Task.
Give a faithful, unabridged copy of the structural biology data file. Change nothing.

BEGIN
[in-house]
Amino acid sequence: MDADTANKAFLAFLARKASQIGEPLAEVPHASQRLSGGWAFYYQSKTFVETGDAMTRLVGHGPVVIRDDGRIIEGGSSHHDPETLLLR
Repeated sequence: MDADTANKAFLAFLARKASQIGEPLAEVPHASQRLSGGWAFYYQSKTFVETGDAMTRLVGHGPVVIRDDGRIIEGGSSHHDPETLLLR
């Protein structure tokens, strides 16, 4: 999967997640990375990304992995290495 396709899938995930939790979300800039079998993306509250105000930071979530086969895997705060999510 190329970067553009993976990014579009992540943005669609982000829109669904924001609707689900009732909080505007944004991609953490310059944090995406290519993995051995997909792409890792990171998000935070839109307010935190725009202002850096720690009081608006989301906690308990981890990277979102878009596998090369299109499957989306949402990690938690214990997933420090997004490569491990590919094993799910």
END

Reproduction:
[in-house]
Amino acid sequence: MDADTANKAFLAFLARKASQIGEPLAEVPHASQRLSGGWAFYYQSKTFVETGDAMTRLVGHGPVVIRDDGRIIEGGSSHHDPETLLLR
Repeated sequence: MDADTANKAFLAFLARKASQIGEPLAEVPHASQRLSGGWAFYYQSKTFVETGDAMTRLVGHGPVVIRDDGRIIEGGSSHHDPETLLLR
């Protein structure tokens, strides 16, 4: 999967997640990375990304992995290495 396709899938995930939790979300800039079998993306509250105000930071979530086969895997705060999510 190329970067553009993976990014579009992540943005669609982000829109669904924001609707689900009732909080505007944004991609953490310059944090995406290519993995051995997909792409890792990171998000935070839109307010935190725009202002850096720690009081608006989301906690308990981890990277979102878009596998090369299109499957989306949402990690938690214990997933420090997004490569491990590919094993799910």